With hundreds of refugees fleeing from Sudanese bombing attacks, relief workers are rushing to get food supplies into refugee camps in South Sudan before the roads become impassable in the approaching rains.
The camps near the Sudan border are so isolated that they might need to be supplied by air drops after the rainy season begins in the next few weeks, relief agencies say.
Military clashes and the shutdown of oil production are threatening to create a humanitarian disaster in the region straddling the two countries. More than 120,000 refugees are already sheltering in several camps just south of the Sudan border, while thousands more have fled to neighbouring Ethiopia. Altogether more than 415,000 have been forced to abandon their homes in the border region.
Food shortages across South Sudan have been worsening this year, and more than half of its eight million people are at risk of hunger, the United Nations has warned.
The oil shutdown has damaged the economy of South Sudan, sparking a jump in food prices and raising fears of a collapse of its currency. The newly independent nation has feuded with Khartoum on dividing oil revenue, reviving a conflict that devastated Sudan for decades before a 2005 peace agreement.
As Sudan continues to launch crude bombing attacks, more than 30,000 people have trekked to the Yida camp in South Sudan, and hundreds more are still arriving.
“We’re in a very precarious situation, and the outlook is even more worrying,” said David Philips, country director in South Sudan for Samaritan’s Purse, an international relief agency that is providing aid to the camps. “We’re seeing more malnourished children. We’re hearing stories of people collapsing and dying on the roads, on their way to the camps, because they don’t have food or water.”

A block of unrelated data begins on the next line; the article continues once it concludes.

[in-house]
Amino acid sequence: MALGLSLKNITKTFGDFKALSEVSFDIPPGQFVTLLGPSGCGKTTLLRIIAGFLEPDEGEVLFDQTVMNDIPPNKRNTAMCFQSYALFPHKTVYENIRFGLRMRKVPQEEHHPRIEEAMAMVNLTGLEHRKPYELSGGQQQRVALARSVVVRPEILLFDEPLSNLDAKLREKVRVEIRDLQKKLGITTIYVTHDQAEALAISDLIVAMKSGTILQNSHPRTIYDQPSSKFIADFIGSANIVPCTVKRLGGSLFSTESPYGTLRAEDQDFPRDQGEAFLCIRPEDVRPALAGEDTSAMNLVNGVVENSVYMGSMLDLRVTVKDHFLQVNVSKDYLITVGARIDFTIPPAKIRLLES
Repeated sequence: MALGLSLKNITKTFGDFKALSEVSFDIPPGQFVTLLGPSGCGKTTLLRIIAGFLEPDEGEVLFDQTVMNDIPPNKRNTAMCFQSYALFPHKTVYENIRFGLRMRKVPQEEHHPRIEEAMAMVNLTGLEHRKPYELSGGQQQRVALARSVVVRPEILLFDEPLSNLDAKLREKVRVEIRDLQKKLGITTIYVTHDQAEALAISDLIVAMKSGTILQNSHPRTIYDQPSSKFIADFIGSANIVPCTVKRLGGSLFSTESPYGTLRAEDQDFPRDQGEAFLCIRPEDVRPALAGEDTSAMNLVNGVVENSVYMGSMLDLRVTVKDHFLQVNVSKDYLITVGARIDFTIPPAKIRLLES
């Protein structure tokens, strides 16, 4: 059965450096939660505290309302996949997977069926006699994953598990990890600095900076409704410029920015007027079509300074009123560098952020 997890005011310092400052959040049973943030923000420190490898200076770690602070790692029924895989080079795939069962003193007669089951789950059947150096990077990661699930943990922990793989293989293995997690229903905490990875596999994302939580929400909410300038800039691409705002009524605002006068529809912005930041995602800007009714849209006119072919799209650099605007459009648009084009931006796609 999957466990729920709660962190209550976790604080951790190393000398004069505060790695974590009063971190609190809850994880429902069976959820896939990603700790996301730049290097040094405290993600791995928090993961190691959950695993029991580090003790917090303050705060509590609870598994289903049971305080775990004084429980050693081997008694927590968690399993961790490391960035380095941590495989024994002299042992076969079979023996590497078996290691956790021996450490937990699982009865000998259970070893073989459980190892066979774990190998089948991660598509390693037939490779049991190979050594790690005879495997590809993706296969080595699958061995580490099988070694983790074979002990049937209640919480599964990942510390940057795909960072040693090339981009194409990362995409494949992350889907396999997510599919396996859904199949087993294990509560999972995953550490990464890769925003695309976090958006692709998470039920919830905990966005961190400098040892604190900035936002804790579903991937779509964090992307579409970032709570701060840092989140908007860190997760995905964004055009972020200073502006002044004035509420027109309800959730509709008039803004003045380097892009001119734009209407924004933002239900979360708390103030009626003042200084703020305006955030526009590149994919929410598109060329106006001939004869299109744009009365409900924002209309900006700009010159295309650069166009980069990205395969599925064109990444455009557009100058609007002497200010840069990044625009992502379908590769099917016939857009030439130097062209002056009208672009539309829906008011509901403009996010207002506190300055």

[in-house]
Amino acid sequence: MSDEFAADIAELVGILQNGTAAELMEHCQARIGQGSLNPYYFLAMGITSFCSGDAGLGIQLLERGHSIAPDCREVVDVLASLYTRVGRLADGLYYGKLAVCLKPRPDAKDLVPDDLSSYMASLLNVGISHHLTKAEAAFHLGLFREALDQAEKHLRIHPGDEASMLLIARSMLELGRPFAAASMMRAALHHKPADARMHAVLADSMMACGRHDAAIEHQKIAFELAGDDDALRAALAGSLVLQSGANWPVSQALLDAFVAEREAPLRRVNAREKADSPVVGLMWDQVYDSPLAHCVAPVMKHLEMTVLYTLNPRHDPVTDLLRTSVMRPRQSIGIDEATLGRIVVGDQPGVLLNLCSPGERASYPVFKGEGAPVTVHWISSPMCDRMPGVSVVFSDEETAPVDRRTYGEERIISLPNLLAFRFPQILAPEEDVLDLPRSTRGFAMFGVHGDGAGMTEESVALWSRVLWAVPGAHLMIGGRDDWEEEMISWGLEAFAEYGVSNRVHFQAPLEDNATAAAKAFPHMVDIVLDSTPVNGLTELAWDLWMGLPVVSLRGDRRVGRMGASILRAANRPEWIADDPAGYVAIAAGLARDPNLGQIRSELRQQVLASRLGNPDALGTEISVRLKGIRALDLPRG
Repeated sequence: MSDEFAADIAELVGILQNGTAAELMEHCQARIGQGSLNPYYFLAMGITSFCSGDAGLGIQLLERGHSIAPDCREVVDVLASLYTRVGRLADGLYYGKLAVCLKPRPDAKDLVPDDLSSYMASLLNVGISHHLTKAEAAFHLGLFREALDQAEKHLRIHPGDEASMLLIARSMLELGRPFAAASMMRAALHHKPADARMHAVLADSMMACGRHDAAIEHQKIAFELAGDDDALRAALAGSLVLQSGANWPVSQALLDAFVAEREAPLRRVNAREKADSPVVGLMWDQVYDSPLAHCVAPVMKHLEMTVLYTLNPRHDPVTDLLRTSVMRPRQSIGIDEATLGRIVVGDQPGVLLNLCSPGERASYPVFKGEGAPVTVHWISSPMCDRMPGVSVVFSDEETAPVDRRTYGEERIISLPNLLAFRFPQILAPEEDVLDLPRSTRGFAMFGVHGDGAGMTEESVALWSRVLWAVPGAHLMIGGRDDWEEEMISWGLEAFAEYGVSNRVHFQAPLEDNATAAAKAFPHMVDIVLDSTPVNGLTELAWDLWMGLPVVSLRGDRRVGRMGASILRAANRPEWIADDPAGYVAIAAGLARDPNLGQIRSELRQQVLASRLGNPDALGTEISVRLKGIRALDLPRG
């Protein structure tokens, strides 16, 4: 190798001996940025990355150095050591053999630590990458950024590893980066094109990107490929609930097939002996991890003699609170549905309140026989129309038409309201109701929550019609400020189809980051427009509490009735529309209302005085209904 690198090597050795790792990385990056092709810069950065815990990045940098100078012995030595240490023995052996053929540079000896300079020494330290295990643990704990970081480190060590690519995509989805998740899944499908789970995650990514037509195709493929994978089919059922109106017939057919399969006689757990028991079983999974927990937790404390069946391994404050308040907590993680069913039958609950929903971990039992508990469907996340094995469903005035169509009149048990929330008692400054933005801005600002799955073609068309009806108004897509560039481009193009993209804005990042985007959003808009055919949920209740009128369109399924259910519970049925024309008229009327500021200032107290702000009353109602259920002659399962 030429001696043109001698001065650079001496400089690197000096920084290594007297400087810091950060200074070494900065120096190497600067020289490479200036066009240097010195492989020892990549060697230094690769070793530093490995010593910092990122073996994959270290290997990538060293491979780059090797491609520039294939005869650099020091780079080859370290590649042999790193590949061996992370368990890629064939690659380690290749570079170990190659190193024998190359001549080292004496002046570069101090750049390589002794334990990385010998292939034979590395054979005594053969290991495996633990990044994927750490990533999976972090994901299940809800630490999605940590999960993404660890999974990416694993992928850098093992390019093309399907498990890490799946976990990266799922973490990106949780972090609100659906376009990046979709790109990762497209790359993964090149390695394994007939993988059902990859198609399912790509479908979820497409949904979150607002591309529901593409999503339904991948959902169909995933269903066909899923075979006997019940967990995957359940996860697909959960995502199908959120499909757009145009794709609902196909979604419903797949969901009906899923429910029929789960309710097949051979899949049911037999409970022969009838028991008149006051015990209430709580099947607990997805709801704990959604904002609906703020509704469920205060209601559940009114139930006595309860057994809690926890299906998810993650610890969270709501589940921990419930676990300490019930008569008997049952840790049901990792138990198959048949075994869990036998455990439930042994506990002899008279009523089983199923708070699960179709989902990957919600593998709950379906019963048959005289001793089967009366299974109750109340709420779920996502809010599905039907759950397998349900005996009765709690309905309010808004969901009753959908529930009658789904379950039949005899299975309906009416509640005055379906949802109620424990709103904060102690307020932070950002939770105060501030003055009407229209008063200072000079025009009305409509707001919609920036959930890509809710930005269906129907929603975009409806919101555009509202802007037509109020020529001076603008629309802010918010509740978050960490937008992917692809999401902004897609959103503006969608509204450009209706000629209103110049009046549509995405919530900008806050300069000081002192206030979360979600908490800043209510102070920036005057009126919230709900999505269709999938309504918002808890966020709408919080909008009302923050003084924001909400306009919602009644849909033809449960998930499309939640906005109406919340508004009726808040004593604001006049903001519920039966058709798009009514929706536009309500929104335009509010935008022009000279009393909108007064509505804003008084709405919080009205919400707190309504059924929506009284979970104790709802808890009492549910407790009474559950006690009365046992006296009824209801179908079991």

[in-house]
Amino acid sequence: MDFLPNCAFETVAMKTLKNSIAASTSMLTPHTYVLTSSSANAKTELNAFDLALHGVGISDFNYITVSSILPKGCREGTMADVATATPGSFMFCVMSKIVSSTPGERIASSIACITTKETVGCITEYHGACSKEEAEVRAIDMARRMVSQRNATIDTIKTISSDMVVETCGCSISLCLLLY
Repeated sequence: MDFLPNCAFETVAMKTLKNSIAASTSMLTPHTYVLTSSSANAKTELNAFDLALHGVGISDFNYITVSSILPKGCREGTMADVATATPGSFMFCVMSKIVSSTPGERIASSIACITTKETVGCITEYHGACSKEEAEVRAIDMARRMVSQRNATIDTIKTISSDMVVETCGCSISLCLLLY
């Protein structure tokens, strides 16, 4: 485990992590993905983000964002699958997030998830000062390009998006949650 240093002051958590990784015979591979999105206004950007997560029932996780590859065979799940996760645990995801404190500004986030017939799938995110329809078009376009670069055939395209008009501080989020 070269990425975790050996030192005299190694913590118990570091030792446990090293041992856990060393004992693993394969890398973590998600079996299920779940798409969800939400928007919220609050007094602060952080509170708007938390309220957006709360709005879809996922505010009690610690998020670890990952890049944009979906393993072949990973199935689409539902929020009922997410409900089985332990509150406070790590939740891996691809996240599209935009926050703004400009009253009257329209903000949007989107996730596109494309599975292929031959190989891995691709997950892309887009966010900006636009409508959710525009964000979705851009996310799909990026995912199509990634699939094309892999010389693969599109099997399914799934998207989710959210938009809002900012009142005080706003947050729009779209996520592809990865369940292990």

After months of fighting along the border, most villagers have no food left, and thousands are so desperate that they have walked up to five days to Yida camp. About 15 per cent of the children who arrive at the camp are malnourished.
“People are scavenging for bugs and eating wild leaves,” Mr. Philips said in an interview. “They’re saying there is no food left in their homes.”
Water is another major need, he said. “There’s no water, or just surface water. It’s mud puddles or worse.”
Relief workers are drilling boreholes to provide water in the camps, but poor sanitation in some is provoking concerns of a potential cholera outbreak.
With the roads to Yida likely to be impassable because of heavy rains by early July, and its airstrip also vulnerable to the rain, relief workers are trying to stockpile a six-month supply of food for 30,000 people. “But 60,000 people could show up,” Mr. Philips said. “If people keep flooding in, we’ll have to appeal to donors to support air drops.”
The UN wants to move the refugees further south, saying that Yida camp is too close to the border – just 18 kilometres away. The refugees don’t want to leave, and Mr. Philips supports them: “Moving to another place doesn’t solve the problem. Where is there a safe place? The whole country is on the brink of war.”